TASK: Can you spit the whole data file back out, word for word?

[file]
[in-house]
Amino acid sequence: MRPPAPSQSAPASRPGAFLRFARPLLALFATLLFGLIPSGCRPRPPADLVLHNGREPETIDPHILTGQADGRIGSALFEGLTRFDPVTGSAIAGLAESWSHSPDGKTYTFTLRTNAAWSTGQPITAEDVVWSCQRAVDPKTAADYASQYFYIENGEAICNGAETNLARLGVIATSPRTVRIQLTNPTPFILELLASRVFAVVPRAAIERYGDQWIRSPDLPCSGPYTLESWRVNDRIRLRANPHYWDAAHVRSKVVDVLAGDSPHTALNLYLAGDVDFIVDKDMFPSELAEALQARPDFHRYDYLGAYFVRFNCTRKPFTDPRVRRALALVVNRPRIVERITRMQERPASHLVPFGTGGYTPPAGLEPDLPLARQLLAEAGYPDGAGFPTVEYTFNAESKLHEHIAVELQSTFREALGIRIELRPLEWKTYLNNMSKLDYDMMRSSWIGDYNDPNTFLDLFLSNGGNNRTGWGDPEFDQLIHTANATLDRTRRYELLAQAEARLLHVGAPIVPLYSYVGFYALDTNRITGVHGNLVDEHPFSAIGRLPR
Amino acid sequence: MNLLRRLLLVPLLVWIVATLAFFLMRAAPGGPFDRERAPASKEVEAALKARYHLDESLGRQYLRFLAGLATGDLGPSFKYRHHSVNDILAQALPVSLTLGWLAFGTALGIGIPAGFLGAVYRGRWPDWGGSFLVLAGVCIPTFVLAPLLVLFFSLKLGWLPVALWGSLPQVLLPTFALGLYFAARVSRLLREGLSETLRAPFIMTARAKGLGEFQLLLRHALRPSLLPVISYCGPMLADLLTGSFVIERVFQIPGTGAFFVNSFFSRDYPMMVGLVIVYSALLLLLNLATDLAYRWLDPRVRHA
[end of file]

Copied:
[in-house]
Amino acid sequence: MRPPAPSQSAPASRPGAFLRFARPLLALFATLLFGLIPSGCRPRPPADLVLHNGREPETIDPHILTGQADGRIGSALFEGLTRFDPVTGSAIAGLAESWSHSPDGKTYTFTLRTNAAWSTGQPITAEDVVWSCQRAVDPKTAADYASQYFYIENGEAICNGAETNLARLGVIATSPRTVRIQLTNPTPFILELLASRVFAVVPRAAIERYGDQWIRSPDLPCSGPYTLESWRVNDRIRLRANPHYWDAAHVRSKVVDVLAGDSPHTALNLYLAGDVDFIVDKDMFPSELAEALQARPDFHRYDYLGAYFVRFNCTRKPFTDPRVRRALALVVNRPRIVERITRMQERPASHLVPFGTGGYTPPAGLEPDLPLARQLLAEAGYPDGAGFPTVEYTFNAESKLHEHIAVELQSTFREALGIRIELRPLEWKTYLNNMSKLDYDMMRSSWIGDYNDPNTFLDLFLSNGGNNRTGWGDPEFDQLIHTANATLDRTRRYELLAQAEARLLHVGAPIVPLYSYVGFYALDTNRITGVHGNLVDEHPFSAIGRLPR
Amino acid sequence: MNLLRRLLLVPLLVWIVATLAFFLMRAAPGGPFDRERAPASKEVEAALKARYHLDESLGRQYLRFLAGLATGDLGPSFKYRHHSVNDILAQALPVSLTLGWLAFGTALGIGIPAGFLGAVYRGRWPDWGGSFLVLAGVCIPTFVLAPLLVLFFSLKLGWLPVALWGSLPQVLLPTFALGLYFAARVSRLLREGLSETLRAPFIMTARAKGLGEFQLLLRHALRPSLLPVISYCGPMLADLLTGSFVIERVFQIPGTGAFFVNSFFSRDYPMMVGLVIVYSALLLLLNLATDLAYRWLDPRVRHA